Bestselling author Kale McKinnon is a modern Scrooge – eccentric, misanthropic and reclusive, made bitter by the coldness of his wealthy family. But when optimistic Canadian graduate student Molly Gillis visits Oxford and invades his space, he realizes Christmas is about to change for him forever. But can he make her stay, and force himself to un-Scrooge enough to be the right man for her?
For more info, see my holiday website: http://annehollyholiday.webs.com/christmastales.htm
Anne Holly is a Canadian writer of romance and erotic-romance, as well as a mother and teacher. She is the author of the novel Strings Attached, which was described by The Romance Reviews as “a classic contemporary romance.” She has been published by Wild Horse Press, Decadent Publishing and Rebel Ink Press, and in 2012 by Pink Petal Books. Anne’s work is characterized by its unusual heroes, sweet/spicy balance, witty dialogue, responsible citizenship, and its positive, optimistic nature. She has found a particular niche in holiday romance. You may visit Anne at her blog or website, or find her on GoodReads, Facebook and Twitter (@anneholly2010). Sign up for her newsletter here. Email her at firstname.lastname@example.org.
And today, Anne gives us a family recipe for the holidays:
A Family Favourite: Shortbread
Part of the December holidays for me growing up in rural Nova Scotia was my mother’s delicious, coma-inducing shortbread biscuits (cookies, in other parlance).
Nova Scotia is a wonderful mixture of German, Loyalist, French, Native, Scots-Irish, English, etc, etc, cultures, which has evolved in a very distinct local cuisine, in which carrot pie sits beside lobster, grape nut ice cream and seaweed stew. In my family, we had significant British/Irish influences on the things we ate, especially at the holidays.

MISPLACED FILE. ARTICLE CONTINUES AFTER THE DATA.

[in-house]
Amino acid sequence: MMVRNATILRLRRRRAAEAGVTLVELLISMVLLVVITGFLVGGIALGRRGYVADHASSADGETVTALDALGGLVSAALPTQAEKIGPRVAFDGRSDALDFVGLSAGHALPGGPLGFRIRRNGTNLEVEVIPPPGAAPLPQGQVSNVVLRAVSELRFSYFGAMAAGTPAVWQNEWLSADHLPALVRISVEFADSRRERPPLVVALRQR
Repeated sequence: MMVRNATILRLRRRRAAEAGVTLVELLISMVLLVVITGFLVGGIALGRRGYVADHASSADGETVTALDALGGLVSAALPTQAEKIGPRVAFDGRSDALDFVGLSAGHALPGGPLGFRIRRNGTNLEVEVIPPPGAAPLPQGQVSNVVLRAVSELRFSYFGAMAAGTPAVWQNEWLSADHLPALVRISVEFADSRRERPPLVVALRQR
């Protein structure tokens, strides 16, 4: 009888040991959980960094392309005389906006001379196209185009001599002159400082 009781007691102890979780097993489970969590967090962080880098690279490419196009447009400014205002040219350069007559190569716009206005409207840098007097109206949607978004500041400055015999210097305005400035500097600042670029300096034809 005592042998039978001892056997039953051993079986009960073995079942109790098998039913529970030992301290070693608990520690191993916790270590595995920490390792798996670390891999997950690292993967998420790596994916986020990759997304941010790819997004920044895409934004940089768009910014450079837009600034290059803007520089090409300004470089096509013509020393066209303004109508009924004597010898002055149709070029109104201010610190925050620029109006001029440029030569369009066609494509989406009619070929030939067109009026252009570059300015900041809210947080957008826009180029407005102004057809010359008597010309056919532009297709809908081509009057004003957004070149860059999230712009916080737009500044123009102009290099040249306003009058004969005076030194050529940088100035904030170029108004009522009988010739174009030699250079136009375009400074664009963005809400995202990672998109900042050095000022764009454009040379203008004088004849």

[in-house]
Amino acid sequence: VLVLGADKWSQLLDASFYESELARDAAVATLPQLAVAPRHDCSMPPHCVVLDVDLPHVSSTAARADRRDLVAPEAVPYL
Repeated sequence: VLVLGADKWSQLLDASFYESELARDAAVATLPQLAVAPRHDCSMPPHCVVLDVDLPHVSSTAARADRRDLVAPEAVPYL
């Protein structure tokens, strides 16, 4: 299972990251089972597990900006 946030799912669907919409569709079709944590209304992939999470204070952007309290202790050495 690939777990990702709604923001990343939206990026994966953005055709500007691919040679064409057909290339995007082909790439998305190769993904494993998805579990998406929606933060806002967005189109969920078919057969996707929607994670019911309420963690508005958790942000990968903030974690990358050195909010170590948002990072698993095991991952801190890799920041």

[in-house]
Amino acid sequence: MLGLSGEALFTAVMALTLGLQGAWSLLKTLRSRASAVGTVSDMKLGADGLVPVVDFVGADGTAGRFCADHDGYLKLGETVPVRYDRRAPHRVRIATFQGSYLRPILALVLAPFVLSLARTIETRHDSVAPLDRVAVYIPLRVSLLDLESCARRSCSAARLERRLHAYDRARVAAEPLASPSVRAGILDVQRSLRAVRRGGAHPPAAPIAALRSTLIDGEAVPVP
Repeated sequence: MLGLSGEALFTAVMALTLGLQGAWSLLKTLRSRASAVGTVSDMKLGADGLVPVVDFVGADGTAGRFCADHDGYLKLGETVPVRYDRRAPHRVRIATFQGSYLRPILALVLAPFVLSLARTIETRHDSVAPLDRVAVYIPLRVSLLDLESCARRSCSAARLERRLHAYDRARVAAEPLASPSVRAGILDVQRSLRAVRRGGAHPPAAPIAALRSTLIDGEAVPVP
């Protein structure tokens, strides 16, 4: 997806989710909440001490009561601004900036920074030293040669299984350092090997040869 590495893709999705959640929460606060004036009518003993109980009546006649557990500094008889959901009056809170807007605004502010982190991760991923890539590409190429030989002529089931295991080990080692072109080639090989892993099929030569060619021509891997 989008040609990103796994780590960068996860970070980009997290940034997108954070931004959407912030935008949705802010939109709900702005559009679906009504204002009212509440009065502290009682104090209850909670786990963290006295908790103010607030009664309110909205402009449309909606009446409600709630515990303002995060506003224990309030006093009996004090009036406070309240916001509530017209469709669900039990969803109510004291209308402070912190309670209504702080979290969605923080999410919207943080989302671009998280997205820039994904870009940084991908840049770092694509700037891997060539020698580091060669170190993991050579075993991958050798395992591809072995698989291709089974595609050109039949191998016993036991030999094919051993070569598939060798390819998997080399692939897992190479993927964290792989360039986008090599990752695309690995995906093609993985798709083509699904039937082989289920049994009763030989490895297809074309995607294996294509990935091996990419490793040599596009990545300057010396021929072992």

Shortbread is a pretty English thing, and always made an appearance at Christmas – we were not the richest folks, and I think the rich cookies cost too much in butter to make all year around.
In my books, foods always make an appearance, and in my Decadent Publishing novella, Unwrapping Scrooge, the heroine, Molly, a good Nova Scotian girl, eats shortbread during her Christmas in England, bringing back memories of home.
So, try this one out. Especially wonderful with a glass of cider or eggnog, or a nice cup of hot cocoa!
1 cup soft butter (unsalted if you’re health conscious, though my mum used salted)
1/2 cup confectioners' sugar
1/4 cup cornstarch
1 1/2 cups all-purpose flour
Preheat oven to 190*C (375*F), while you furiously stir up that butter - or whip it with an egg beater. Stir in the sugar, cornstarch, and flour as you go, keeping it smooth and even. It should become like a fluffy, lumpless, paste. Spoon dollops of the dough on an ungreased cookie sheet, about two inches apart. Bake for 12 to 15 minutes. The cookies should stay white, with maybe some toasted colour at the edges, but they need to be somewhat hard. Cool on racks before storing. This recipe should make about twenty cookies, but this will depend on your dollop size.
Now, these are clearly not the best of diet foods, but you can adjust the nutrition and sinfulness by choosing your butter carefully. However, barring any major health issues, I say live a little and enjoy a full-fat, full-flavour cookie. It’s only once a year, and if you offer a dish of these up at a gathering it’s unlikely you’ll be able to steal more than one!
Thanks to my mum for the recipe.
Enjoy, and happy holidays!